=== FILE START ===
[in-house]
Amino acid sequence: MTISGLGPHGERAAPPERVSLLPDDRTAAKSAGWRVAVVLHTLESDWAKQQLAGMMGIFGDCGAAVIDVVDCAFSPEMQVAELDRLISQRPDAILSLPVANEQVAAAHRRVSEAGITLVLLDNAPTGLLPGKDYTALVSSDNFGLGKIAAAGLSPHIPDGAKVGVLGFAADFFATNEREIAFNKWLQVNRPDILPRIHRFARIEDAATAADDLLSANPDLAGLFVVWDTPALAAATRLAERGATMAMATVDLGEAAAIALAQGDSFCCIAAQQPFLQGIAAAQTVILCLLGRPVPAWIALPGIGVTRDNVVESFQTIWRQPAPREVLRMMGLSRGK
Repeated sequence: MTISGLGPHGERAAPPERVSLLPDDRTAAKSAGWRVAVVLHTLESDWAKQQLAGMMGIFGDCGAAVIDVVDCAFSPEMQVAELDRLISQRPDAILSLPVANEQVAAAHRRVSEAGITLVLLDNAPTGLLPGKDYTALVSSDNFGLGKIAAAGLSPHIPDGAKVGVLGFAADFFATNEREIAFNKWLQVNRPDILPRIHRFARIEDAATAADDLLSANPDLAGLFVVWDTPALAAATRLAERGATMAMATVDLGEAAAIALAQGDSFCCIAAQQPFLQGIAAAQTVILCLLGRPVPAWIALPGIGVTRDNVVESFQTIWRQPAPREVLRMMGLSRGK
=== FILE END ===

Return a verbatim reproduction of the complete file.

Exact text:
[in-house]
Amino acid sequence: MTISGLGPHGERAAPPERVSLLPDDRTAAKSAGWRVAVVLHTLESDWAKQQLAGMMGIFGDCGAAVIDVVDCAFSPEMQVAELDRLISQRPDAILSLPVANEQVAAAHRRVSEAGITLVLLDNAPTGLLPGKDYTALVSSDNFGLGKIAAAGLSPHIPDGAKVGVLGFAADFFATNEREIAFNKWLQVNRPDILPRIHRFARIEDAATAADDLLSANPDLAGLFVVWDTPALAAATRLAERGATMAMATVDLGEAAAIALAQGDSFCCIAAQQPFLQGIAAAQTVILCLLGRPVPAWIALPGIGVTRDNVVESFQTIWRQPAPREVLRMMGLSRGK
Repeated sequence: MTISGLGPHGERAAPPERVSLLPDDRTAAKSAGWRVAVVLHTLESDWAKQQLAGMMGIFGDCGAAVIDVVDCAFSPEMQVAELDRLISQRPDAILSLPVANEQVAAAHRRVSEAGITLVLLDNAPTGLLPGKDYTALVSSDNFGLGKIAAAGLSPHIPDGAKVGVLGFAADFFATNEREIAFNKWLQVNRPDILPRIHRFARIEDAATAADDLLSANPDLAGLFVVWDTPALAAATRLAERGATMAMATVDLGEAAAIALAQGDSFCCIAAQQPFLQGIAAAQTVILCLLGRPVPAWIALPGIGVTRDNVVESFQTIWRQPAPREVLRMMGLSRGK